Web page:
Season 3 of Daredevil pushes itself to be more than gritty and adult, coming to the table thoughtfully and confidently with something to say about the world, and these thirteen episodes greatly benefit from that push as the comprise the best season of Daredevil yet.

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Daredevil Season 2, or, Turns Out I’ve Been Playing “Seven Minutes in Heaven” Wrong

daredevil season two

Marvel’s Daredevil

A quick note before the piece proper: while I don’t go into specific plot points here there’s perhaps “thematic spoilers” regarding Season 2 of Daredevil, which is to say I do go into how I feel some of themes of the season resolve. So, I don’t know. That happens.

In a summer blockbuster season poised to be a war of battles between superhero ideologies last weekend’s opening salvo may ultimately prove to be an early and decisive victory.

This week Batman and Superman will duke it out over “what it means to be a man” and in May, Captain America and Iron Man will clobber each other over government oversight, but Dawn of Justice and Civil War both have their work cut out for them, because the second season of Netflix’s Daredevil has the Man Without Fear and The Punisher waging an ideological fist fight between life and death. It’s a conflict that not only proves exciting for a Daredevil story, but ultimately necessary for the health of the superhero narrative at large.

There is no perfect superhero. Whether their code is one of great responsibility or sheer willpower or truth and justice there is no superhero that can take on every shade of evil world has to offer. For instance, heroic as he is there’s a cruelty to Hell’s Kitchen that Daredevil’s acrobatic beatings just can’t account for. There are crimes that a black eye can’t avenge. Rather than cover up this glaring hole in Daredevil’s modus operandi and let it slowly eat away at the credibility of the character and his world Daredevil Season 2 shines a skull-shaped spotlight on it in the form of The Punisher.

The Punisher is the kind of guy who’d call Batman out on his bullshit and blow the Joker’s brains out with a sawed off. He ends crime by ending criminals. Season 2 of Daredevil is largely built on top of the fundamental conflict between The Punisher’s more absolute methodology and Daredevil’s “Beat The Shit Out Of ‘Em And Let God And/Or The Criminal Justice System Sort ‘Em Out While They Recover In A Hospital Bed” strategy.

As a society we want to believe in Daredevil’s methods because in a sense civilization depends on Daredevil’s methods. Civilization depends on a belief there’s a good reason Batman doesn’t kill the Joker. We want to believe that an eye for an eye makes the whole world blind, but it’s an argument that never completely closes the loop around that last gnawing inch, that feral, animal cruelty of the world that defies logic and philosophy. There’s a certain inhuman brutality the world can display that Batman and Daredevil just can’t salve. A brutality that can seemingly only be punished with an equal and opposite severity.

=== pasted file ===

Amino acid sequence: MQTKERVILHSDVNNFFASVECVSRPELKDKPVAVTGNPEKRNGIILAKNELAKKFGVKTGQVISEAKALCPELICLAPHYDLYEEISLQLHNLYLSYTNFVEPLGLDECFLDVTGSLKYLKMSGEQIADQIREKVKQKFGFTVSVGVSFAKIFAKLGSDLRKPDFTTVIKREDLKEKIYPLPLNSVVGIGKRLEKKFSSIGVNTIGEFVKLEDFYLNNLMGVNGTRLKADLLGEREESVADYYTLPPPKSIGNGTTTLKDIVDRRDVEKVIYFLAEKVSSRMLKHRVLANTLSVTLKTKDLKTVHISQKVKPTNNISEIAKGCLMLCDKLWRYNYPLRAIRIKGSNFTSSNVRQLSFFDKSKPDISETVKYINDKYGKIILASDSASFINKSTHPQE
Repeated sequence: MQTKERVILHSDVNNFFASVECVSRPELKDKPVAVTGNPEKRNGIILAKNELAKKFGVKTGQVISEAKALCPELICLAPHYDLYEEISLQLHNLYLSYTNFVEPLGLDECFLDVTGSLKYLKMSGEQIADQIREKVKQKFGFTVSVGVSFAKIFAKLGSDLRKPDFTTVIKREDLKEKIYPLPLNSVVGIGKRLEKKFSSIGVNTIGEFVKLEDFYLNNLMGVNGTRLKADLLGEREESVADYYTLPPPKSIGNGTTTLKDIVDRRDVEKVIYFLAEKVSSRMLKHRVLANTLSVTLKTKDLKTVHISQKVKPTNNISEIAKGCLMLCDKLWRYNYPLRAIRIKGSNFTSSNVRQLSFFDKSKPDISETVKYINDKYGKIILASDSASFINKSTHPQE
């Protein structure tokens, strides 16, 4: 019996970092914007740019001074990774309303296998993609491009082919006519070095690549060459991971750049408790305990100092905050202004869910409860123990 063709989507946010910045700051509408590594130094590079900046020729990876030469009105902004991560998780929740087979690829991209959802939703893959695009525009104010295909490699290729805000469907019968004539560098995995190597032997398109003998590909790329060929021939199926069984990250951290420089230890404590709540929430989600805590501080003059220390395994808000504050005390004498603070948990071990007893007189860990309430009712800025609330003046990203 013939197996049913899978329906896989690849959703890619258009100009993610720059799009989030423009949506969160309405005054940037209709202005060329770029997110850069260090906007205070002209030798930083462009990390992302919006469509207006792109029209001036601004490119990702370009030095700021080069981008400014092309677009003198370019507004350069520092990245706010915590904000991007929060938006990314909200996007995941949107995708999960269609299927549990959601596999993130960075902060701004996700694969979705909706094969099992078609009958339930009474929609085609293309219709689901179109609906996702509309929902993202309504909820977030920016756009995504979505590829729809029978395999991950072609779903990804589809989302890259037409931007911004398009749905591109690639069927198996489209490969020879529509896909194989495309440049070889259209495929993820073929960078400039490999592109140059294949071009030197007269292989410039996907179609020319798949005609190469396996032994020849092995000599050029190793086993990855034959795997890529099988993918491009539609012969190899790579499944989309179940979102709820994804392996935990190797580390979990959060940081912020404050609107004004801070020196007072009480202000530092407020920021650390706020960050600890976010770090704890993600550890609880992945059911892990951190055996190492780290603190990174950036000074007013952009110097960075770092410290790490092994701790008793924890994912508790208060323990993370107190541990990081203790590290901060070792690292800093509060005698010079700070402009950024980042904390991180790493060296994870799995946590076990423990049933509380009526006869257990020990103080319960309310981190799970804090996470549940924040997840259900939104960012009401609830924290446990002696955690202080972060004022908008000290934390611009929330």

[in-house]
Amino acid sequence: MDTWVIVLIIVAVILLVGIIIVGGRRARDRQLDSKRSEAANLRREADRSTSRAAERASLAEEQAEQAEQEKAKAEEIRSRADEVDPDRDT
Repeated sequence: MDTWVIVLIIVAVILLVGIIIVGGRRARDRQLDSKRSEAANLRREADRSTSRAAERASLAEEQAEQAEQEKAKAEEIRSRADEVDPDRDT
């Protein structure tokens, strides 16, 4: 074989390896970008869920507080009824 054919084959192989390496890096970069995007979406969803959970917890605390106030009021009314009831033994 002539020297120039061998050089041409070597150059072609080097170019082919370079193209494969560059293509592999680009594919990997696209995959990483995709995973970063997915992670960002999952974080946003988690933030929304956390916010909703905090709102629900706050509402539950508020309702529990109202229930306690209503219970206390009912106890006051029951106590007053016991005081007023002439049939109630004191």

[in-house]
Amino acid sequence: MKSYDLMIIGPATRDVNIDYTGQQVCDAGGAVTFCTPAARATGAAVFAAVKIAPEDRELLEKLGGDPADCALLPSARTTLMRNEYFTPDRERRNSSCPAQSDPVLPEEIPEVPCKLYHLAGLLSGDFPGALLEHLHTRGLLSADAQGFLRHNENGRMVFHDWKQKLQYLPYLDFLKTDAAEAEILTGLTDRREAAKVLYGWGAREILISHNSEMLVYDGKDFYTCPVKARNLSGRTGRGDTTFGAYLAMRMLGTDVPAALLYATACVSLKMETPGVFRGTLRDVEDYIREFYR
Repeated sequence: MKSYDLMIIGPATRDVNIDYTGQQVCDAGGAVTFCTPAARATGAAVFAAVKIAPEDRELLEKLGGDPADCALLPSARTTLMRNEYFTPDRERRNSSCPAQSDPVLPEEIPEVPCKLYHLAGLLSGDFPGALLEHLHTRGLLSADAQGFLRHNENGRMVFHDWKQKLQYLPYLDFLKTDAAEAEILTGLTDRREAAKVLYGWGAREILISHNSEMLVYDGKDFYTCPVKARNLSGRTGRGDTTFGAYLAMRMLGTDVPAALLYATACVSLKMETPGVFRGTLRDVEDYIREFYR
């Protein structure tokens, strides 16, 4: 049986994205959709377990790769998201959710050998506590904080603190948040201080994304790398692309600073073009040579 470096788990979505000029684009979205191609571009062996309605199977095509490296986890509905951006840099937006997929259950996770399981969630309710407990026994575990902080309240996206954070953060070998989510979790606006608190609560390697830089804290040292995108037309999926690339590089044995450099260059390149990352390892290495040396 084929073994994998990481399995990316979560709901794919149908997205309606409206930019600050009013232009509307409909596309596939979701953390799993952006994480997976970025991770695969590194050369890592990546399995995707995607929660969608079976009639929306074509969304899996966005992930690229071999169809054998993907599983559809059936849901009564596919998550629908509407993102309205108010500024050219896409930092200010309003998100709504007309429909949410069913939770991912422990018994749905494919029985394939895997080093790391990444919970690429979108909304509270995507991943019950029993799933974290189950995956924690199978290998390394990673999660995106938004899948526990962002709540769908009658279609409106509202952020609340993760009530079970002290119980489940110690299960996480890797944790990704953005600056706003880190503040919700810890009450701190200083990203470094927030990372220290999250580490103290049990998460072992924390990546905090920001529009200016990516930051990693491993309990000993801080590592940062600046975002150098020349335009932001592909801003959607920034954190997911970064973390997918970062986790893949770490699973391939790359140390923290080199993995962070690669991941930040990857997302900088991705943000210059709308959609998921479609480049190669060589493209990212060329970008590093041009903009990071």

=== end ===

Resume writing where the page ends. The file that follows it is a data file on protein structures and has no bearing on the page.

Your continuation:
Enter The Punisher.

Jon Bernthal turns in what may be his best performance, no small feat for an actor of his caliber, as The Punisher. His Frank Castle is the fourth live action iteration of the character but the first to really take on The Punisher’s larger mythological connotations – the personification of the Old Testament justice that stirs in our gut in the face of particularly pungent sadism. The Punisher’s world is one of absolutes. It’s a streamlined world free of checks and balances but it’s also free of accountability. It’s free of aspiration and hope and ascendance because it depends on reacting to the world we have rather than striving for the one we want.

Daredevil’s methods may leave victims wanting, and it may let the worst society has to offer off easy, but they also account for higher ideals like hope and redemption. Daredevil’s ideology hinges on a faith in the world that The Punisher’s doesn’t allow for.

Matt Murdock and Frank Castle’s philosophical fisticuffs boast no shortage of thrills and excitement but they also prove incredibly thoughtful. The master stroke of the show’s second season is that Daredevil is never proven right and the Punisher is never proven wrong. The end result is a nuanced and open-ended meditation on the imperfections of justice that proves to be one of the best stories Marvel has ever put on film.

Daredevil Season 1, or, Marvel’s New DC Movie